Forcing students to memorise lists of facts could reduce school education from the "pursuit of knowledge" to simple "transmission of information", the president of the Geographical Association (GA) has claimed.
The comments from John Hopkin, a school improvement adviser for Birmingham City Council and a former teacher, fly in the face of remarks by education secretary Michael Gove.
Earlier this year, Mr Gove hit out at the lack of facts being taught in schools. "In the geography curriculum, the only country we mention is the UK - we don't mention a single other country, continent, river or city," he told the BBC.
But Dr Hopkin warned that this approach could lead to a "stripped-down", over-simplified version of geography.
He said the "core knowledge" education philosophy, which focuses on outlining the precise factual details that every child should learn, would not improve standards.
Speaking at the GA's annual conference in Guildford last month, Dr Hopkin said it would reduce the scope of geography in schools.
"Such a curriculum could risk the minimum becoming the maximum in some schools, with a stripped-down content that might be viewed as all the geography that pupils needed," he said. "It might also suggest a view of learning where transmission of information was pre-eminent, rather than the pursuit of knowledge."
His comments were not echoed throughout humanities education. Sean Lang, senior history lecturer at Anglia Ruskin University and chair of the Better History Group, told The TES that memorising facts was an essential springboard for developing deeper knowledge of a subject.
"True understanding of the humanities subjects can only come from extensive factual knowledge," said Dr Lang. "However, there are those who fear and resist any attempt to extend pupils' knowledge. They speak of the 'transmission of random facts', 'filling empty vessels', 'simply cramming more facts' into children, and they reduce complex subject disciplines to mere depositories of information.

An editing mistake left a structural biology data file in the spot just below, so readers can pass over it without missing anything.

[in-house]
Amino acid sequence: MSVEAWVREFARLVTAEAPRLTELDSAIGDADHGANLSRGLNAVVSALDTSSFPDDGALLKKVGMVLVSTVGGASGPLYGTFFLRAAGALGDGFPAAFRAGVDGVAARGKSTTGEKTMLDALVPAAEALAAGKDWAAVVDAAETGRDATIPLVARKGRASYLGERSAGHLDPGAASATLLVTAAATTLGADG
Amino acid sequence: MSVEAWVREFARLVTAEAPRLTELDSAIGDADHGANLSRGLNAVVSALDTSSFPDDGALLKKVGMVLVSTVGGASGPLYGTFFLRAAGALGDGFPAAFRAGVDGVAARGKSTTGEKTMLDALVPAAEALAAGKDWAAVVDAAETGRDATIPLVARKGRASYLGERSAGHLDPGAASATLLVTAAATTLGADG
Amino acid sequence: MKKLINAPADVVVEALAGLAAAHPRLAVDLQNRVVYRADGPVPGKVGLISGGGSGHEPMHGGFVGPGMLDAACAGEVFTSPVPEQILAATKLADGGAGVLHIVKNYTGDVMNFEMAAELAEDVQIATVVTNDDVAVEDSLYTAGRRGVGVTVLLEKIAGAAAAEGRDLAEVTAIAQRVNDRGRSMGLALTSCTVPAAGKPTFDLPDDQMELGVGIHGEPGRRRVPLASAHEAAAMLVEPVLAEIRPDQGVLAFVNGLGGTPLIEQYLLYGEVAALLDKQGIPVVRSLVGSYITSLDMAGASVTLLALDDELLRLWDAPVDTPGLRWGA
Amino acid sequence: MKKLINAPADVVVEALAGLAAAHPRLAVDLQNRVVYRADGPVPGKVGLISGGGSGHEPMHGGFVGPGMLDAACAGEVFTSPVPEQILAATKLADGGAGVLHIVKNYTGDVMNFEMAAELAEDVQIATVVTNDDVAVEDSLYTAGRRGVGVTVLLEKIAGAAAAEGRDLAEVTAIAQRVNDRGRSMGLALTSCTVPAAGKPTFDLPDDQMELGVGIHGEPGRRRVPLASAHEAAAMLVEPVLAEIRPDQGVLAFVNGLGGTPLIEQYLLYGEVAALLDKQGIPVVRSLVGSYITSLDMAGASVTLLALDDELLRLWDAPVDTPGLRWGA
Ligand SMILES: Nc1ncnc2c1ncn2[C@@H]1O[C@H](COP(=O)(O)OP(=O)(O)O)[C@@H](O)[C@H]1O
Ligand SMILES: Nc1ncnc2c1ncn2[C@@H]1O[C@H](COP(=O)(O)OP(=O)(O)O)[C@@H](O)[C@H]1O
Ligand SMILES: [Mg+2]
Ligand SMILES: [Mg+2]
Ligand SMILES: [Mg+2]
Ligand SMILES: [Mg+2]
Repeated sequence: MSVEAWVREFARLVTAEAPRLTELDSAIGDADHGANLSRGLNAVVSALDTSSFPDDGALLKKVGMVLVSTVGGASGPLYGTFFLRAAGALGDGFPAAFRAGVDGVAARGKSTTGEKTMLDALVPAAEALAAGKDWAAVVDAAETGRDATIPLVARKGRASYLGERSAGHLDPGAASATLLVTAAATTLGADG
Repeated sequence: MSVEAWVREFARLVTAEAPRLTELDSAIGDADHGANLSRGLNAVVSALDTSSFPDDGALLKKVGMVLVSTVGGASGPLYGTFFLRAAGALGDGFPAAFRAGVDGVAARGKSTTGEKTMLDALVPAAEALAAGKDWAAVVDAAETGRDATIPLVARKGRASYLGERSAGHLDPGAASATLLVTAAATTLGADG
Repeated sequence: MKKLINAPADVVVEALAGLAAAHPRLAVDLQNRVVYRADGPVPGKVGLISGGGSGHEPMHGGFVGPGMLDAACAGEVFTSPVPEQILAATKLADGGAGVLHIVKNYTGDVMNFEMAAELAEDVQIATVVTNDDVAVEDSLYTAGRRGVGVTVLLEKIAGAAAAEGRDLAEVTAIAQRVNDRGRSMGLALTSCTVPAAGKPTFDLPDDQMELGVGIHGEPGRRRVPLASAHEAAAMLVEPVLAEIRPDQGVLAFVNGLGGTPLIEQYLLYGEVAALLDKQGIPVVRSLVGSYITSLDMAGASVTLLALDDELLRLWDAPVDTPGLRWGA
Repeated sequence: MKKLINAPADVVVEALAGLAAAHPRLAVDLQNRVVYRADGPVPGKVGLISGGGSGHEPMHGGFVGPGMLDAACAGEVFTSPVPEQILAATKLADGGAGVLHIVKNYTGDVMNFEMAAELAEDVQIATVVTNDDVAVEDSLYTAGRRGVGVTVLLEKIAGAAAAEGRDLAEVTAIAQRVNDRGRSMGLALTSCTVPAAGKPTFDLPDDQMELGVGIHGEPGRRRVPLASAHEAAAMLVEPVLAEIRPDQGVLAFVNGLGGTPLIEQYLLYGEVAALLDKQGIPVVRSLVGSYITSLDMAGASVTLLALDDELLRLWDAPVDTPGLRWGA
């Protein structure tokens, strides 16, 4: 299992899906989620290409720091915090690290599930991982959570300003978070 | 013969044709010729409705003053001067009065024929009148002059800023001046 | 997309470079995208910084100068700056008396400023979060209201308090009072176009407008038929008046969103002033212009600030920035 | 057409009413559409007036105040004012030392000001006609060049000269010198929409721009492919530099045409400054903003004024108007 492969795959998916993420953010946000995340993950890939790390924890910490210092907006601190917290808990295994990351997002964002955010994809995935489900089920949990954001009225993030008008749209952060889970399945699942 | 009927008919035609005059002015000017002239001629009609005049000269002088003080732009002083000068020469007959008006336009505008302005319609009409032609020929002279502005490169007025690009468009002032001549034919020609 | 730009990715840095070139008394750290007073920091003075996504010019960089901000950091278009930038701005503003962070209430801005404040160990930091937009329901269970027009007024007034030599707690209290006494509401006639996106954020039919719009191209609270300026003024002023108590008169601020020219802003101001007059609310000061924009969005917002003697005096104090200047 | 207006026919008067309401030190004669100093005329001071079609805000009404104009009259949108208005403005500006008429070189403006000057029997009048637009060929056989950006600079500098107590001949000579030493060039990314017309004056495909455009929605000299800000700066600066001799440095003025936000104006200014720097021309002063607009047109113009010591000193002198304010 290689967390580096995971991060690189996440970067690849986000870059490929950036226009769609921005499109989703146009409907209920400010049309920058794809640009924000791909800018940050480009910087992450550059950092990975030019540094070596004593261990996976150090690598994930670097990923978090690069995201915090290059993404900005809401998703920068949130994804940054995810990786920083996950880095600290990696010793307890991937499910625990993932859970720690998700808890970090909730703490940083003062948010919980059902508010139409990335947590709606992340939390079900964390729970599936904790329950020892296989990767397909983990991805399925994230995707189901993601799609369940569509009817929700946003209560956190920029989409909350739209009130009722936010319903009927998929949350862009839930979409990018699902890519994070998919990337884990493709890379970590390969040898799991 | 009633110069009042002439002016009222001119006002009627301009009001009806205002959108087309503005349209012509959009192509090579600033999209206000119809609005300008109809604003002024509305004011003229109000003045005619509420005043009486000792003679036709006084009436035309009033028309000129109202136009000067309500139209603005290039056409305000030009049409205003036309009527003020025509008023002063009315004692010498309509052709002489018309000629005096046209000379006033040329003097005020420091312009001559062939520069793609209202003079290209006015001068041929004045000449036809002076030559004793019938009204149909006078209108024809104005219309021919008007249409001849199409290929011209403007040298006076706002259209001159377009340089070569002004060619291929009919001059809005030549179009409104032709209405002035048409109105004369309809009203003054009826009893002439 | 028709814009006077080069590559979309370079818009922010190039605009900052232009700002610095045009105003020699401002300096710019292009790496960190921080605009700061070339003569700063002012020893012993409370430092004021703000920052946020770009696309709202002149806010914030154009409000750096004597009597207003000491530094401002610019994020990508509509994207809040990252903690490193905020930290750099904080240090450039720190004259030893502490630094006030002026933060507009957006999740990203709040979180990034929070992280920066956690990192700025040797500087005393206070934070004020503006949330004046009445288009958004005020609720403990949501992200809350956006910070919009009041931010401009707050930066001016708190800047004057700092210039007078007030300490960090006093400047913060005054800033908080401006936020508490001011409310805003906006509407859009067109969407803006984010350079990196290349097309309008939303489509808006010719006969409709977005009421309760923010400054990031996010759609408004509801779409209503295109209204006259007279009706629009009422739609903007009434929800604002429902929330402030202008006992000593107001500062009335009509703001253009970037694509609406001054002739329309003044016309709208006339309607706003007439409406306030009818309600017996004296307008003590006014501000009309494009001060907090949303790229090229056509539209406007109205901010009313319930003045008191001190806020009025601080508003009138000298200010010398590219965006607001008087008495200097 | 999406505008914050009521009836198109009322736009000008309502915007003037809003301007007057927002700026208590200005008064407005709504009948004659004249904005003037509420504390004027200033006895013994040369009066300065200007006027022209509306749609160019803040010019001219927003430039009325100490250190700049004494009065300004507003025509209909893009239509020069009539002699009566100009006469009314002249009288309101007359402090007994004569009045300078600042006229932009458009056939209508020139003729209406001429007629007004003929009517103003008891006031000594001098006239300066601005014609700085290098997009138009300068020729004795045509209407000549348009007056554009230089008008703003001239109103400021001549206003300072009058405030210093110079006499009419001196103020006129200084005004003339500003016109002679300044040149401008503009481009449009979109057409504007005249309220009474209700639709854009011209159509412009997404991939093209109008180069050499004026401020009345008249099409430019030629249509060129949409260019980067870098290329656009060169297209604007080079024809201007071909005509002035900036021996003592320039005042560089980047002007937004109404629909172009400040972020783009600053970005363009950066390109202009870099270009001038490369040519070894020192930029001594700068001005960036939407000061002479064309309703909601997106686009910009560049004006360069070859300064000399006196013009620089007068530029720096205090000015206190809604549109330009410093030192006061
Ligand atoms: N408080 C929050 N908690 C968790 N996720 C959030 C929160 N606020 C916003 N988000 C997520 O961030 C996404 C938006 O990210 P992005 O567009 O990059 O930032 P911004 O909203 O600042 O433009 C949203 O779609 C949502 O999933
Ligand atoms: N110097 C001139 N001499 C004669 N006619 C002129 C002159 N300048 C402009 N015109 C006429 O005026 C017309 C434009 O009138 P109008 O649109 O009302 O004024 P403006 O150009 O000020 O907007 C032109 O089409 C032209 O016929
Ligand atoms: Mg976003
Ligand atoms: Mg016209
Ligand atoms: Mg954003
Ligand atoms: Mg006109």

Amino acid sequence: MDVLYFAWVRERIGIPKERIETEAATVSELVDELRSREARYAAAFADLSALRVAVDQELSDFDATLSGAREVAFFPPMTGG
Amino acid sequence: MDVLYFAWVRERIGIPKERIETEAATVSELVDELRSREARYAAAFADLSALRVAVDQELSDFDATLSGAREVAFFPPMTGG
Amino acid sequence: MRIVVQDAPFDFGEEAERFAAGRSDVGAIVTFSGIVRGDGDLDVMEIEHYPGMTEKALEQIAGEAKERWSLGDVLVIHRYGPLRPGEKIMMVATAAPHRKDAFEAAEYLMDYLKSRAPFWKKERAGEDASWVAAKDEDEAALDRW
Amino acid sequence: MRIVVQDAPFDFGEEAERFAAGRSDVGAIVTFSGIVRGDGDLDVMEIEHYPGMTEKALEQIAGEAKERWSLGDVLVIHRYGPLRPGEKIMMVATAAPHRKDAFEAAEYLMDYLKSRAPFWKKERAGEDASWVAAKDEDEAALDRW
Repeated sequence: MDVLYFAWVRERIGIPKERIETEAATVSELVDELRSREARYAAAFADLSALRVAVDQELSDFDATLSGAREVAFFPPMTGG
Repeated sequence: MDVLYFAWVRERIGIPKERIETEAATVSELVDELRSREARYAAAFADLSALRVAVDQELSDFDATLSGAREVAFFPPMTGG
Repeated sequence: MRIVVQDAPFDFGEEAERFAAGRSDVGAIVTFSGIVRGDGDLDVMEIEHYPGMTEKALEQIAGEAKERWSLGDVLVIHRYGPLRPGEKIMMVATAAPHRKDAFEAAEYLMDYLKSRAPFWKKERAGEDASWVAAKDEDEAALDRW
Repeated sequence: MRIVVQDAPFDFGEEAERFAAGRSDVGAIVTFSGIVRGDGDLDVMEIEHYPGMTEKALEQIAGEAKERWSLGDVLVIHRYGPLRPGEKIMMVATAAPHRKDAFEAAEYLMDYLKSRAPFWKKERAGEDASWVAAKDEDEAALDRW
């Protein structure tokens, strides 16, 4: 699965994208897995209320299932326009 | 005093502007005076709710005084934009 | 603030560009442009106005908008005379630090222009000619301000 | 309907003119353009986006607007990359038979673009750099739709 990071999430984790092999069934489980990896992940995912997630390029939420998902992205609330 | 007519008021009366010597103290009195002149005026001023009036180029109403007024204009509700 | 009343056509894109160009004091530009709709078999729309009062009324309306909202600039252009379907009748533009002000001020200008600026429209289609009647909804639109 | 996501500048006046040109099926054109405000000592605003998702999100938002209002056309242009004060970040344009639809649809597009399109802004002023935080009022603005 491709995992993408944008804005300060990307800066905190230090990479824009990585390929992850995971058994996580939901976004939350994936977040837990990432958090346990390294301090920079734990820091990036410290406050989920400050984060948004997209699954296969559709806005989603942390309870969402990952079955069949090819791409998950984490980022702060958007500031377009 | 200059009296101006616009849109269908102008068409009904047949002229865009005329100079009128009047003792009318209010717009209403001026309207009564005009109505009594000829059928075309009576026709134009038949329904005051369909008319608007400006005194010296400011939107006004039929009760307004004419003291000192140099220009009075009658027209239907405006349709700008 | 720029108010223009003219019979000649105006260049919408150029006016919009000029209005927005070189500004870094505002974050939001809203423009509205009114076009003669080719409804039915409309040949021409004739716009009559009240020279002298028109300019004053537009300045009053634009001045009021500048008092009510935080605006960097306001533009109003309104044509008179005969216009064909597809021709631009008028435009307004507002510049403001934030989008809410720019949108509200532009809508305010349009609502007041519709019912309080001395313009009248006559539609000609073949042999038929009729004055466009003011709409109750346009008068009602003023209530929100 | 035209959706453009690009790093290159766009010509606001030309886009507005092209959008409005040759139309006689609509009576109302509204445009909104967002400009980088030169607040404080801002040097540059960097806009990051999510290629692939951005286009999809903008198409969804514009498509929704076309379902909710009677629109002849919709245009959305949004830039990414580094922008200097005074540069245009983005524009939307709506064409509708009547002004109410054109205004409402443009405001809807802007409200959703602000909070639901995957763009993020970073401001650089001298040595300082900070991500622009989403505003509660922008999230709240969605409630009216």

"The Better History Group strongly rejects these criticisms. We think they seriously underestimate young people's ability to absorb, make sense of and use extensive information."
A Department for Education spokeswoman said: "Our national curriculum review will take a root-and-branch look at how we can put a clearer focus on content and the essential knowledge that all children should acquire."
Map of success
A #163;3.8 million, five-year project to promote the study of geography has come to an end.
The Action Plan for Geography was created to arrest the steady decline in the number of students taking the subject at GCSE and A-level. A survey of teachers in the final report on the project found that 75 per cent had seen A-level student numbers go up, with 46 per cent reporting increased numbers at GCSE.